My name is Gwen and I was born in Singapore but I lived in Japan for a few years too. Although I graduated from an Australian high school, I have also experienced the Singaporean and US school systems.
After high school, I spent a year at the International Christian University in Japan as an undergraduate student. Although I had a fantastic time there and met the most wonderful people, I decided that I would like to pursue a law degree in the UK. After doing some research, I applied to Durham International Study Centre’s (DUISC) law foundation year programme via their website. It was a simple process, however, I did have to take the IELTS as part of the application. I am now in my second term of the foundation year course, aiming to progress to the LLB programme at Durham University.
I chose to do a foundation year programme with Durham University because of the institution’s amazing reputation, especially in regard to their law programme. Another big reason for my choice is that, in order to be admitted to the Singapore bar, students must graduate from a law school approved by our Ministry of Law, and Durham University is part of that exclusive list.
My experiences will be quite unique to most international students as I am spending my foundation year in the small, quaint town of Stockton-on-Tees, which is where the DUISC is located. Upon successful completion of my foundation year, I will be moving to the main Durham University campus in Durham City. As for now, Durham City is a free one-hour bus ride away from Stockton.
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Prior to moving to Stockton, I had never set foot in a European country. My main source of information about England was from TV shows and Enid Blyton books. I wasn’t really sure what to expect when I arrived in the town but I knew that it wasn’t going to be like London, which made me a little nervous. I am very much a city girl, having lived my whole life in dense and crowded areas with sky-high buildings and shops that close at 10pm.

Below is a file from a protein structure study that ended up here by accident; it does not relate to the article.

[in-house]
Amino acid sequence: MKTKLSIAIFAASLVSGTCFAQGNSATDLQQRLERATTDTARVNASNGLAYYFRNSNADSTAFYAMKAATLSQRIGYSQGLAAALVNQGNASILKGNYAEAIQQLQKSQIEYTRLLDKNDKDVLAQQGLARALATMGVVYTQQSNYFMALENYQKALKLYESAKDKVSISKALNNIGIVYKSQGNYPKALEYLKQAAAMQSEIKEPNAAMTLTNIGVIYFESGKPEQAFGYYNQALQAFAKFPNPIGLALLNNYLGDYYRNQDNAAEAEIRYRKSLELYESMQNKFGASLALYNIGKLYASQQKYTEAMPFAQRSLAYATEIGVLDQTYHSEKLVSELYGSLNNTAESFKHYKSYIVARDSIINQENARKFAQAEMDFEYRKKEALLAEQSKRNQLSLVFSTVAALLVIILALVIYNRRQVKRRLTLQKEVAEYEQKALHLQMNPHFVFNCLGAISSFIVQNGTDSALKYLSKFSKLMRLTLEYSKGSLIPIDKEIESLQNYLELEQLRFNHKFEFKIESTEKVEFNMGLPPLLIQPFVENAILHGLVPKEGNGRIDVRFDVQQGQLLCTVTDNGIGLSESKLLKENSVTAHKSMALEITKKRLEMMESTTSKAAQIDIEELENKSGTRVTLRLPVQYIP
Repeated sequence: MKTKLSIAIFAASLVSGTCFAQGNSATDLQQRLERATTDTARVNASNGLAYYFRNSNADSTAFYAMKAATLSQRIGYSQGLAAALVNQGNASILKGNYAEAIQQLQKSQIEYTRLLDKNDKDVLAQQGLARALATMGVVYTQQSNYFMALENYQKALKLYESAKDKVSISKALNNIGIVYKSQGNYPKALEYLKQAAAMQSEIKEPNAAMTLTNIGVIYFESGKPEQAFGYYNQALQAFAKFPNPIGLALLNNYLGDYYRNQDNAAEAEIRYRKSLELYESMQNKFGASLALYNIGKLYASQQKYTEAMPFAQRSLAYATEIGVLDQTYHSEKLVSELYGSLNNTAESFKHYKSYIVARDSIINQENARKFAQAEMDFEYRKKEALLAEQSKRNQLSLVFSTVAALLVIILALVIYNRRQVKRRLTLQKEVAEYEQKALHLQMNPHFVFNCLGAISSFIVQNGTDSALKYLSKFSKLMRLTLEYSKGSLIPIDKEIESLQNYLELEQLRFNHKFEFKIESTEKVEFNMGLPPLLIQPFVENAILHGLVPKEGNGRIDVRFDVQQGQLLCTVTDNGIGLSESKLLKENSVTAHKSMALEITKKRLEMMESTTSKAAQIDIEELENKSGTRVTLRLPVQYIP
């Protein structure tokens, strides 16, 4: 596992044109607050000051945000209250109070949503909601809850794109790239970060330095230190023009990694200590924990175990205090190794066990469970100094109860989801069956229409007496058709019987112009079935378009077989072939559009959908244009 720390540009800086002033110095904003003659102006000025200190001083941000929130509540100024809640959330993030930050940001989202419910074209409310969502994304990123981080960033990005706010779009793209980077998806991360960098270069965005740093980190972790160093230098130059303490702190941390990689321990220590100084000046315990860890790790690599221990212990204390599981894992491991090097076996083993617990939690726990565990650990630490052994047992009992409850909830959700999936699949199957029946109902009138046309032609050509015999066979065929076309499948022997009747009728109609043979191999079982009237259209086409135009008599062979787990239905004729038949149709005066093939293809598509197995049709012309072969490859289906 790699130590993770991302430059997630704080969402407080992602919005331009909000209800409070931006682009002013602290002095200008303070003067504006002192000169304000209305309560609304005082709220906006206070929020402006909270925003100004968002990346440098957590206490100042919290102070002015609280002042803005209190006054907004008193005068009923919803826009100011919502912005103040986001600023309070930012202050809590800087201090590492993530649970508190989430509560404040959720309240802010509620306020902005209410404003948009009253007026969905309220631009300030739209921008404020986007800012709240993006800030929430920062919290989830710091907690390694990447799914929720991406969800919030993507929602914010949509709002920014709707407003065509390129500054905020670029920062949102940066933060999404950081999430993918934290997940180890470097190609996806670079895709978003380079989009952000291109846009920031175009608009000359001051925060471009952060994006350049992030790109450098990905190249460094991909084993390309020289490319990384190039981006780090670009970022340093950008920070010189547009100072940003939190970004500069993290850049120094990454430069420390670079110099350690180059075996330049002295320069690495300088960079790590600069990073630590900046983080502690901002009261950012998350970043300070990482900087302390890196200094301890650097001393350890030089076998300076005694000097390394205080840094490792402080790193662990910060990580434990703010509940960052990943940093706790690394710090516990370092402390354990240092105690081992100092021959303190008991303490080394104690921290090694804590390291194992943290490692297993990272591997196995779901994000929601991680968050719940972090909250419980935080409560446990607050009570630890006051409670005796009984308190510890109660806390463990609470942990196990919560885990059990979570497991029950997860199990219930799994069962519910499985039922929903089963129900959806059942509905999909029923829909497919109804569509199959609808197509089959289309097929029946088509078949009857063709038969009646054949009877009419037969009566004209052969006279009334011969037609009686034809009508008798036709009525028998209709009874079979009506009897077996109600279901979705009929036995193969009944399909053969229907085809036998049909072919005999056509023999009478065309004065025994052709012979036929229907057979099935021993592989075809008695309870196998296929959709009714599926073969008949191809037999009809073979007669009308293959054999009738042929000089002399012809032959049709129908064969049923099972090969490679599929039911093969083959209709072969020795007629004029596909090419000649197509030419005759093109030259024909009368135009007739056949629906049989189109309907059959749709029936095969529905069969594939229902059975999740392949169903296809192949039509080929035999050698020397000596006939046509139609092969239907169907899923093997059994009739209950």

Obviously, I soon came to realise that Stockton isn’t like the cities I grew up in. But that’s okay – it's even a good thing. Even though I was nervous about it, a huge part of me is glad to be living in a completely different environment to what I’m used to, because that’s what studying abroad is about – trying new things and learning from them.
I’ve spent just over three months here now and I can honestly say that I’ve developed a fondness for this charming town and small campus. The DUISC staff and the Stockton-on-Tees local council collaborated to welcome us in our first week. I appreciated how they went the extra mile to make us feel more at home as many of us were a long way from home for the first time. They organised events and trips for us to get to know the campus and town better, which definitely made settling in a lot easier. When I started classes, something that stood out to me was how much the tutors wanted to help us progress towards Durham University as much as they could.
Still, even with the support provided, settling in wasn’t a walk in the park – I had to battle with homesickness and get used to new classes, all the while figuring out a routine to maintain my long-distance relationship with my boyfriend in the US. I eventually settled in with the help of my tutors at the ISC and the friends I have made.
But having just returned from visiting Singapore in my Christmas break, where I was reunited with my family, friends and boyfriend, I’m trying to get used to my life in England again.
I’m currently getting back into my routine of walking to the supermarket for a late-night snack and arguing with my friends over which Indian restaurant to get take-out from but I’m excited to see what this term will hold for me and I’m looking forward to sharing my experiences with other prospective or current study-abroad students.
Gwen Sim is foundation year law student at the Durham University International Study Centre. She will be blogging her experiences once a month for Times Higher Education Student.